Alfred: For efficiency and productivity. Keyboard Maestro: For efficiency and productivity. PopClip: For managing selected text. Yoink: For drag and drop. Oversight: For alerting me when my internal mic or webcam is being accessed. Time Machine: For backup to an external USB drive.
The default way to open files or folders on the Mac is with Finder. Using Alfred I’m able to launch files and folders with fewer mouse clicks. I do this with Alfred’/s Quick File Search. I activate Alfred tap the space bar and start typing the name of the file or folder I’m looking for. I also use Alfred to navigate through my Mac’s file system. To start, I type: / (slash) to go to the root folder on my Mac, or ~ (tilde) to go to my user directory. This is a great way to quickly make my way through folders without using the Finder and my mouse.
For my most often used folders I’ve created a workflow that lets me open them with keyboard shortcuts. For example ⌃⌘ right arrow will open my Dropbox folder.
I find that using Alfred to search and launch files and folders to be much more productive than using the Finder.
There are a number of text expansion apps available for the Mac the most popular being TextExpander. I considered it but the monthly subscription was a deal breaker for me. I also didn’t need anything that powerful. All I needed was basic text expansion and sync across both my Macs. After exploring several alternatives I settled on using the text expansion feature that was already a part of the Alfred app.
Alfred’s text expansion feature allows me to quickly type out frequently used snippets of text, my email addresses, my name, my phone number, my address, markdown syntax, special keyboard symbols (⌘, ⌥, ⇧), the date and time, and more with a short keyword. For example, I can type ,ddate and get the current date or I can type ,rwr and get “Run, walk, run miles @MAF” which is a text snippet I use for logging my runs in Garmin Connect. Text expansion is all about saving time and increasing productivity.
There are times when I need to go back to something that I copied to the clipboard and use it again. The macOS clipboard only holds my most recently copied item. So in order to go back to something I need to have a clipboard manager that holds my history.
On my Mac, I use Alfred’s built-in Clipboard Manager. It’s really handy and easy to use. My viewer hotkey set to ⌥⌘C. So all I have to do is type my hotkey and the viewer pops up with my history ready for me to select what I need. If my list is fairly long I can either scroll the list or do a search for what I’m looking for.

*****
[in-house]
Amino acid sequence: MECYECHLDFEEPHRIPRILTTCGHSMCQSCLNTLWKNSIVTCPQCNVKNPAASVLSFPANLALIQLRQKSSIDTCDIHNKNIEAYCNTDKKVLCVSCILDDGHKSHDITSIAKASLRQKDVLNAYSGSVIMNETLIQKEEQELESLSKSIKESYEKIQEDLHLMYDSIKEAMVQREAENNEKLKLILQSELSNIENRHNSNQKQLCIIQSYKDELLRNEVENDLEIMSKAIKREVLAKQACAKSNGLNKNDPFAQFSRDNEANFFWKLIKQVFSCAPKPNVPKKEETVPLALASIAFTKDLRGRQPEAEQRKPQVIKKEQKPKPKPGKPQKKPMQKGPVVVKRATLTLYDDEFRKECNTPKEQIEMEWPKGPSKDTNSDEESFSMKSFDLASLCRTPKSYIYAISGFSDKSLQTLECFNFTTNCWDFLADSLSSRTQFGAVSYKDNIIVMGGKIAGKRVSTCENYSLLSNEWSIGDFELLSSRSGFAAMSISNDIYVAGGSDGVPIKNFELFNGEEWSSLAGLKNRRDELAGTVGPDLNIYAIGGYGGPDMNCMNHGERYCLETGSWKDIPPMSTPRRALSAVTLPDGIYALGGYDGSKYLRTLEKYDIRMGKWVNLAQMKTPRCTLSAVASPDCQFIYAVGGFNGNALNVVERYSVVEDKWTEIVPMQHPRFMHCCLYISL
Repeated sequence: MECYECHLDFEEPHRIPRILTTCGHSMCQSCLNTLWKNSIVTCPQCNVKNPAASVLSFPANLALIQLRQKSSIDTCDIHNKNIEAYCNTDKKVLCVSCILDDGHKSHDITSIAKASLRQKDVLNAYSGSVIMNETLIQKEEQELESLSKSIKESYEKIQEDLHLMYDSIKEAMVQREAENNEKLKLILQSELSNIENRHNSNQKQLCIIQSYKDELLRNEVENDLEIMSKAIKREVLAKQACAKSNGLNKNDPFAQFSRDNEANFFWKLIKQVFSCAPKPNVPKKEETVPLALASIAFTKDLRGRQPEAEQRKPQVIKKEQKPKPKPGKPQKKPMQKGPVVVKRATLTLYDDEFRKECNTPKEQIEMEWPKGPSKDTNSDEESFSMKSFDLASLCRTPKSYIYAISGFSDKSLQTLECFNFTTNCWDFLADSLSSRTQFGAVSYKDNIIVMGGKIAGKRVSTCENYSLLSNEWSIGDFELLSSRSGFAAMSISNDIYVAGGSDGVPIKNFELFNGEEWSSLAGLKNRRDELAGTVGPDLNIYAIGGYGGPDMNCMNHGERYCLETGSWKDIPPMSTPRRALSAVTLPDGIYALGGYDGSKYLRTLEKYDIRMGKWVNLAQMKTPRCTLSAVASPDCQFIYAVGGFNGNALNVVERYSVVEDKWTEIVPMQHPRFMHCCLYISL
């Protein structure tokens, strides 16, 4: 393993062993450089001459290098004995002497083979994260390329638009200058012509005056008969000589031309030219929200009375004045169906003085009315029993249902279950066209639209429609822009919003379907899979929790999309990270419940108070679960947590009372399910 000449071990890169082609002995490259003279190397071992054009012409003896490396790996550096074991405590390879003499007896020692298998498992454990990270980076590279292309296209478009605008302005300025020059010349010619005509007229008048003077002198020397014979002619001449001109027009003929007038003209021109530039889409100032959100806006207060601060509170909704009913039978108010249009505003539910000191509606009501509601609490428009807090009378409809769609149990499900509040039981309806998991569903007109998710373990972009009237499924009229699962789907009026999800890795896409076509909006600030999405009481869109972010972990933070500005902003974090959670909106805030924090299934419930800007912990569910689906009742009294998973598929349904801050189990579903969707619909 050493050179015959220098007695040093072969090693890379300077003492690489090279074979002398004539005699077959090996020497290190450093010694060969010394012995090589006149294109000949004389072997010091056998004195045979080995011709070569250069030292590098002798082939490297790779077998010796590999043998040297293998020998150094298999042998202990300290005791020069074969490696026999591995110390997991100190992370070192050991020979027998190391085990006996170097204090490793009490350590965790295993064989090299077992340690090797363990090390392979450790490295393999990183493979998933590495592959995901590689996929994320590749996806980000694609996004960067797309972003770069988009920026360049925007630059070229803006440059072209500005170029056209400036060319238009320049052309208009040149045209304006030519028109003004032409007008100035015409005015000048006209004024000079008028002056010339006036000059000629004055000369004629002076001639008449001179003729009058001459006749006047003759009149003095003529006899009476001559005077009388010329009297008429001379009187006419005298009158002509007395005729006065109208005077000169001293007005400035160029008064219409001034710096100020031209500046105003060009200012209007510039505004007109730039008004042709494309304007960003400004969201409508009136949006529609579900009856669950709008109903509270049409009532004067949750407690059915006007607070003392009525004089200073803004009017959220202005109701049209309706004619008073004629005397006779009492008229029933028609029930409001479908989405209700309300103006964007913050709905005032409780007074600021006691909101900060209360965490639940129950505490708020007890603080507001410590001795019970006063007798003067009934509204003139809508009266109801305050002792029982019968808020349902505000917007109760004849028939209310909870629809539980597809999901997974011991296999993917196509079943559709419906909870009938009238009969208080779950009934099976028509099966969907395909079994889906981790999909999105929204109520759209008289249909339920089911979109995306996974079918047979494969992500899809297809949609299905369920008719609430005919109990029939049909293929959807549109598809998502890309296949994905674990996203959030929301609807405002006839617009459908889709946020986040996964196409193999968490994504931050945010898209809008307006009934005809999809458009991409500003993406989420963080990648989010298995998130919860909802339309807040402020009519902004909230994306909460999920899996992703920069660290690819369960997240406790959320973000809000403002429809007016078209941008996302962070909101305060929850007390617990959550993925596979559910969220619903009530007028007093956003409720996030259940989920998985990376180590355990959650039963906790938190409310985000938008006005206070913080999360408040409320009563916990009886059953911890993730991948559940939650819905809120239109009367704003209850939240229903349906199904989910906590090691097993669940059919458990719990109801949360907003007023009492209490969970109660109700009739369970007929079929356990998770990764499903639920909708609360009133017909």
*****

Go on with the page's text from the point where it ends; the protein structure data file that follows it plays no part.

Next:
One of the things I like about Alfred is the ability to clear items from the history. I have mine set to clear an item after it has been in history for 24 hours. That helps keep my history cleaned up. If I want to clear the history before the 24 hours I can clear my clipboard history by typing “clear” in Alfred’s main search box and choosing whether I want to erase the last 5 minutes, 15 minutes or all of Alfred’s history. By default, Alfred ignores popular password applications like the macOS Keychain Access and 1Password, so that you don’t inadvertently copy a password to your clipboard.
I also have Copied which is a more advanced clipboard manager. Since Alfred is Mac only I use it to copy items between my Mac, iPhone, and iPad. I could use Copied in place of Alfred on my Mac but I prefer the quick access and simplicity of Alfred.
To learn more you can check out these Alfred articles:
If you been following my blog you know I’m a big fan of Alfred. It does an amazing array of things on my Mac. It’s without a doubt my most used app.
Over the next few weeks, I’ll be writing a series of articles about the ways I’m using Alfred. As a heads up, some of them require the Powerpak.
If you’re new to Alfred the basic app is free. The Powerpack is $26 US, which I highly recommend. If you would like to follow along go ahead and download the free version now. That way you’ll be ready to follow along when the first article in the series is published.
One of my most used Alfred features is triggering system commands from the keyboard. This saves me a lot of mouse clicks. I can empty the trash, force quit apps, lock, logout, restart, or shutdown my Mac right from the keyboard.
The System Commands section in Settings has triggers for the most commonly used system commands.
I’ve carried this one step further. Instead of invoking Alfred and typing the trigger I’ve created hotkeys for my most often used system commands. So for example, instead of invoking Alfred and typing logout to bring up the action I use the hotkey ⌃⌥⌘O.
This is something you may want to do so you can download the workflow here.